Ultralight Backpacking Water Filters And Water Purification
Unless you have experience drinking untreated back country water, it is recommended that you treat your drinking water by filtering or another method of water purification. Here are some popular ultralight backpacking water filters and water purification methods…
Inline/Gravity-fed Backpacking Water Filters
Inline backpacking water filters work the same way as pump water filters, but they use gravity or suction to move the water through the filter. Eliminating the pump results in substantial weight savings and requires less effort to filter your water.
Inline backpacking water filters are installed in your drinking tube between the water bladder and mouthpiece, so water is automatically filtered as you suck it through the line.
Gravity-fed backpacking water filters use gravity to pull water from a bag or bladder, through a water filter, into another receptacle (such as a water bottle, cookpot, or another water bladder).
Like most pump water filters, inline backpacking water filters will begin to clog after continuous use as sediment which is removed from the water begins to accumulate around the filter element.
Popular Inline/Gravity-fed Backpacking Water Filters:
- Sawyer Inline Water Filter
- Aquamira Frontier Pro Inline Water Filter
- Platypus Gravity Works Gavity-Fed Water Filter
- Katadyn Base Camp Gravity-Fed Water Filter
Chemical Water Purification Drops/Tablets
Unlike water filters, which remove potentially dangerous organisms from the water, chemical water purification works by killing them instead.
There are many different types of chemical water treatment, but they all work in the same way. You add the chemicals to your water, wait for a pre-determined amount of time for it to take effect, and then drink your water.
Chemical water treatments are simple, lightweight and require no equipment. The downside is they leave a bad taste in your water, don’t remove sediment, some take longer to work than others, and drinking chemicals isn’t really the healthiest thing to do.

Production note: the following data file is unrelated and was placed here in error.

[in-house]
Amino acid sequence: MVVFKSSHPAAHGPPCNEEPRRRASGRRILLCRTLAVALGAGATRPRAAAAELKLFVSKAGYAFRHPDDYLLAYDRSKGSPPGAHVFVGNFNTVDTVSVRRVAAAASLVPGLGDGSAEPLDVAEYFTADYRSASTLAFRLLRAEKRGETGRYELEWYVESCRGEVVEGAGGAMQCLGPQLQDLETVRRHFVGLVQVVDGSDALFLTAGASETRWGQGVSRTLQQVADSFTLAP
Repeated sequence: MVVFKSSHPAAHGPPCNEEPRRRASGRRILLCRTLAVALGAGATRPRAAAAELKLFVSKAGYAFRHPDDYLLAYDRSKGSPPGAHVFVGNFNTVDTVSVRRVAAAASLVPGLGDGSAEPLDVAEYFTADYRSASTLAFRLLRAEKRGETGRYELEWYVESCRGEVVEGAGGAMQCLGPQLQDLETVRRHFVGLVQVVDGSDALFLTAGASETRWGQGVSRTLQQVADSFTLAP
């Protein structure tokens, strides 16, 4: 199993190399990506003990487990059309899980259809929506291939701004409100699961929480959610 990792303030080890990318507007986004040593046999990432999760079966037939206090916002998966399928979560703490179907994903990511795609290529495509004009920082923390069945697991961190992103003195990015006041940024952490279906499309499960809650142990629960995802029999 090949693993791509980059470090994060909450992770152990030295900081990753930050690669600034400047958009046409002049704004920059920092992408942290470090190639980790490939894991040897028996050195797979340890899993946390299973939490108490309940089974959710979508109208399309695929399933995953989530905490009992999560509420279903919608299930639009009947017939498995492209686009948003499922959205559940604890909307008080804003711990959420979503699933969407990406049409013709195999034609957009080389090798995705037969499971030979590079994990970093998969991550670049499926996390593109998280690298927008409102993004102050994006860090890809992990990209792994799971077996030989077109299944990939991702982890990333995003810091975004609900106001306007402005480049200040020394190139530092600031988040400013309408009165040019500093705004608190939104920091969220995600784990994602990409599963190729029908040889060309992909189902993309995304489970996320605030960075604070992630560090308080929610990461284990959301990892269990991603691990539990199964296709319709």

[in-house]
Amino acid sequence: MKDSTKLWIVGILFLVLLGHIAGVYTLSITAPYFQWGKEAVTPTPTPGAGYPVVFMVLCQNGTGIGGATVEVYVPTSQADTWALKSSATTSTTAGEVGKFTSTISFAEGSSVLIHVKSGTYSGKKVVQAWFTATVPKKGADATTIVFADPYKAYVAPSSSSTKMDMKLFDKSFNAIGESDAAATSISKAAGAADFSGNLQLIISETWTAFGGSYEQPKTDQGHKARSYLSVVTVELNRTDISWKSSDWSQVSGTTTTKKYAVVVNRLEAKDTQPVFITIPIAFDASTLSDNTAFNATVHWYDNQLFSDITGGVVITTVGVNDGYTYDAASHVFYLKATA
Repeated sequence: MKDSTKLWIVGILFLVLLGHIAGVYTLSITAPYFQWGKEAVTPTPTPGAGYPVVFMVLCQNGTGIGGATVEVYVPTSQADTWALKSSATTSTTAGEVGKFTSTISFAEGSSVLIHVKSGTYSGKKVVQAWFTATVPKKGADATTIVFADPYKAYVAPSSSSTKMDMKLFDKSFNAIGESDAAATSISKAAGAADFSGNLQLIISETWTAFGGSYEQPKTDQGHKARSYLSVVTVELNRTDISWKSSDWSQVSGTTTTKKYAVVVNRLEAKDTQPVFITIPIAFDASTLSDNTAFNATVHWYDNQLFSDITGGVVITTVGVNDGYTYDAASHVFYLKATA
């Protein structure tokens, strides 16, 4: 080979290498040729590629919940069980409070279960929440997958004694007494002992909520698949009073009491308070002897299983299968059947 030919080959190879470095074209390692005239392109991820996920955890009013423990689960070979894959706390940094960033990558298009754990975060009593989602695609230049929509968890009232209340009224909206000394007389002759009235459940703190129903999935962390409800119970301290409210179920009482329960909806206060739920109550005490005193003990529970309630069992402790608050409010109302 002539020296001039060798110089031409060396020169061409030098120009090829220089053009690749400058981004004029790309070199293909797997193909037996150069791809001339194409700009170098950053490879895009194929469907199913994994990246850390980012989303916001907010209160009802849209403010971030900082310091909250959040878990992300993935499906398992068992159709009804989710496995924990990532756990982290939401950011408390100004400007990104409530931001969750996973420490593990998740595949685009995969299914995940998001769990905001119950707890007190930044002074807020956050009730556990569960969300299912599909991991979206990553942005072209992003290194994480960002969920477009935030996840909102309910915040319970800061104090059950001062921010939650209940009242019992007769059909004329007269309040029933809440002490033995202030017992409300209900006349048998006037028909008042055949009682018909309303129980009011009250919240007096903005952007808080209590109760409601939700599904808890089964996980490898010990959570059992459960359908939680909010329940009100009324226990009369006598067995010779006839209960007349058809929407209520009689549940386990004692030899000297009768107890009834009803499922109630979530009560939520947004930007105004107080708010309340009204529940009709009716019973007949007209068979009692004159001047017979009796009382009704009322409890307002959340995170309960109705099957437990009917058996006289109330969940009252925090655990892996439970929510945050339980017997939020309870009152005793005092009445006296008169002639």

Popular Chemical Water Purification Drops/Tablets:
- Aquamira Drops
- MSR Sweetwater Drops
- Polar Pure
- Potable Aqua
- Katadyn Micropur
- Household Bleach (2 drops per quart of water)
Electronic Water Purification Devices
I only know of two of these types of devices…
Steripen uses UV light to kill contaminants in the water. You basically stick it in your water, activate it and swirl it around for 1-2 minutes.
MSR Miox uses salt and electricity to create an oxidant solution which kills contaminants.
The benefits of electronic water purification is no chemical taste and they don’t clog or need to be replaced or backflushed like filters do.
The downside is they require lithium batteries (which have to be replaced quite often). This can become very expensive. A solar charger is one solution to this… but not exactly lightweight.
Popular Electronic Water Purification Devices
Boiling water is not a very practical way of purifying your drinking water throughout the day, because it would use up lots of fuel and time. But if you are using another type of water treatment method and it malfunctions (like your filter clogs, or you run out of chemicals or batteries) then you can purify water by boiling it. Also, water that is intended for cooking does not need to be purified using other methods (if boiling is part of the cooking process).
Not Treating Water (Try at your own risk)
Many people would have you believe that most of the water on earth has become “contaminated” and must be treated. This is not necessarily true. In many places (especially in the high mountainous wilderness areas far away from civilization) the water is the same as it always has been. The animals that live there still drink the water with no problems.
The problem is not with the water itself, but with human intolerance to natural organisms in water. If you grew up in the city and have been drinking municipal or bottled water all of your life (which has been cleaned and purified to the max) then your immune system may no longer be able to handle natural water. But, if you grew up in a rural area drinking untreated well water like I did, it may be possible for you to drink natural water with no ill effects.
I started out purifying all my water on hikes, but now I only do it rarely. I’ve drunk thousands of gallons of untreated water while hiking and still never gotten sick from it, so I am pretty confident in my ability to handle it. But that is no guarantee that you can do the same.
If you want to do the safe thing, treat your water all of the time. If you want to enjoy back-country water without treating it first, then I recommend starting out slow. Start by drinking only from the cleanest, clearest, high mountain springs. Then, as time goes on, you can experiment with drinking more untreated water from a wider range of sources.
What I Do
I carry two types of water purification (not at the same time):
In low-land regions where water sources are stagnant, near roads, highways, towns, agricultural or industrial runoff or where there are cows, horses, sheep or other livestock grazing nearby I carry a Sawyer Inline Water Filter and use it regularly.
In high-altitude back-country regions where water sources are typically mountain springs, fast-moving creeks and clear snowmelt lakes I do not treat my water. But I do carry MSR Sweetwater Drops as a backup, in case there is a water source that needs to be treated.